Politician Calls For Gambling Ads Ban

Prominent Australian politician, Nick Xenophon, is calling for a complte ban of gamblings ads on teams' shirts and stricter rules in the media

Prominent Australian politician Nick Xenophon is calling for a ban on all gambling ads. The anti-gambling, anti-pokies 63-year-old is pushing for more control of gambling ads, similar to smoking and alcohol advertising.

It is not a coincidence that Xenophon has spoken out at this time. Australia’s federal elections are around the corner and he wants a spot in the Senate again. Xenophon took to the social media platform Twitter to start his debate.

“The rest of the world knows we have a gambling problem, why do the major parties turn a blind eye to it? With States so hopelessly addicted to gambling taxes, only the Cth can cut through and slash the harm.”

Xenophon’s comments come after the Victorian Responsible Gambling Foundation (VRGF) published a report into gambling ads. The report reveals gambling ads in Victoria increased 253% from 2016 to 2021. In addition, free-to-air channels in Victoria showed 948 gambling ads daily.

The gambling industry spends a lot of money getting its products in the public domain. Australian firms spent $287 million on gambling ads last year, $15.9 million more than the previous year.

Xenophon Highlights Gambling Ads Strategy

Gambling ads restrictions are already in place across Australia. Adverts are only allowed after 20:30 and are not permitted during live sports during the day. However, Xenophon is keen on stricter rules and regulations.

He called for a blanket ban between 12:00 and 15:00 on school days. In addition, to 20:30 to 05:00 every day of the week. Xenophon pointed out the similarities between his plans and what are already in place for alcohol ads. However, his plans fall short of a total ban on tobacco products. Furthermore, Xenophon calls for a ban on gambling companies sponsoring sports teams.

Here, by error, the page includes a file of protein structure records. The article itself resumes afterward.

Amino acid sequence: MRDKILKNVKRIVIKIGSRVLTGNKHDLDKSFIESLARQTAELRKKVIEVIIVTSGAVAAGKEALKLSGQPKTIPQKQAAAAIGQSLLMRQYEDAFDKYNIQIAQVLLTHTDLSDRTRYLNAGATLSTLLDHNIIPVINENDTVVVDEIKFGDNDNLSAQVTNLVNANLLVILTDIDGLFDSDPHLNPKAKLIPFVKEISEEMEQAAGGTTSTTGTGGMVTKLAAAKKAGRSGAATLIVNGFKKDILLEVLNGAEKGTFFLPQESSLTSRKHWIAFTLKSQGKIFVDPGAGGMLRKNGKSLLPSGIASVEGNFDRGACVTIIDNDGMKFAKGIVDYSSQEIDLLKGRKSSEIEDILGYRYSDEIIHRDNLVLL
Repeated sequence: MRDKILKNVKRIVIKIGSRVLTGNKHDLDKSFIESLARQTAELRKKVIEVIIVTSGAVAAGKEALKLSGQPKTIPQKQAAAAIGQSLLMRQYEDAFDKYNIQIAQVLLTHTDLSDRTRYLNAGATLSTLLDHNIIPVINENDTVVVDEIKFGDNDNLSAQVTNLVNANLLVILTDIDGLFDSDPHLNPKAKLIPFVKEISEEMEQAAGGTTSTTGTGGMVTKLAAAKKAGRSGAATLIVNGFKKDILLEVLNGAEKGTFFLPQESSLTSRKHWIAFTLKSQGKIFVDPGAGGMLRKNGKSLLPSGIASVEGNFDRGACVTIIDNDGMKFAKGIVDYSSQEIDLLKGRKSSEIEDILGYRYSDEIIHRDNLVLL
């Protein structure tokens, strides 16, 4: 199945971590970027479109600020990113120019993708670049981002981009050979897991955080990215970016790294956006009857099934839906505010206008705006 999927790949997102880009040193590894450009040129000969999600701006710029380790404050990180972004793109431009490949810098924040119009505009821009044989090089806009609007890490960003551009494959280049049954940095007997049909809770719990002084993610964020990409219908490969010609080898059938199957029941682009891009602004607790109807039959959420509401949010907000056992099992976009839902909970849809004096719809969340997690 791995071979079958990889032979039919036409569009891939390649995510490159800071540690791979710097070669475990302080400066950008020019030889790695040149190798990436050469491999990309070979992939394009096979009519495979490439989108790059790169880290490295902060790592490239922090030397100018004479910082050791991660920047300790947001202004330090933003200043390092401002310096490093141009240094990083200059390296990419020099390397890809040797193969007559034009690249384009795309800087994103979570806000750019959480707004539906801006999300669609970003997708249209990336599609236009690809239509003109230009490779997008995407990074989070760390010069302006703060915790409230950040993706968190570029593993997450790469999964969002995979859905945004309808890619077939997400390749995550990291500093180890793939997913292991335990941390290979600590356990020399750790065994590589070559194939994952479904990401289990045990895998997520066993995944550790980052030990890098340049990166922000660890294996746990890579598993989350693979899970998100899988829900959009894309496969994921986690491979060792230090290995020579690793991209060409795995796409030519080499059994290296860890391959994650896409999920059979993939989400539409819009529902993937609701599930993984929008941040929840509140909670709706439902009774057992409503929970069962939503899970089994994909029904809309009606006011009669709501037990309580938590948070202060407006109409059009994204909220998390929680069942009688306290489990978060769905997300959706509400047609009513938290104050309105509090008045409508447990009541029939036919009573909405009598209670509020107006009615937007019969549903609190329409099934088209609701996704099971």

Love the Game Ambassador Brodie Grundy supports Xenophon’s ideas. Grundy, of Collingwood FC, regularly raises concerns about the normalisation of sports betting among young people.

“You don’t need to be an expert on gambling to start a conversation about it. Coaches are role models who can talk to players and supporters about the risks of sports betting and shift the controversy away from the odds. Love the Game month is underway and we want to tell parents that the risk to kids from sports betting is on the rise. As the home coach, they can also help their kids love the game, not the odds.”

Latest In a Long Line of Calls For Bans

Xenophon is not the first person calling for gambling ads banning and will not be the last. April 1, 2018, saw new rules ban gambling ads from 05:00 to 08:30 across television and radio.

Reverend Tim Costello, the chief advocate for the Alliance for Gambling Reform, is a vocal supporter of a complete ban. Costello does not believe any gambling company should be able to advertise in the media or on teams’ shirts.

“Constant gambling ads promote all sorts of bonus best undoubtedly triggered some people to gamble again, gamble more, some with savings made during lockdown, or even worse, with superannuation withdrawals. We would be shocked to see a tobacco ad during football and cricket these days because we know children watch these games and naturally want to emulate their heroes and support their sponsors. We must nip this in the bud right now, and the quickest and easiest way to do so is to end gambling advertising.”

Gambling giant, Tabcorp, shocked the industry in September 2021 after calling for a blanket ban, too. The shift towards online gambling during the COVID-19 pandemic worried Tabcorp executives as they lost precious market share.

Tabcorp spends far less money on gambling ads than its rivals. For example, Tabcorp spent $64.9 million over the previous two years. This is in contrast to Sportsbet which spent $112.8 million and Ladbrokes spending $99.6 million during the same period.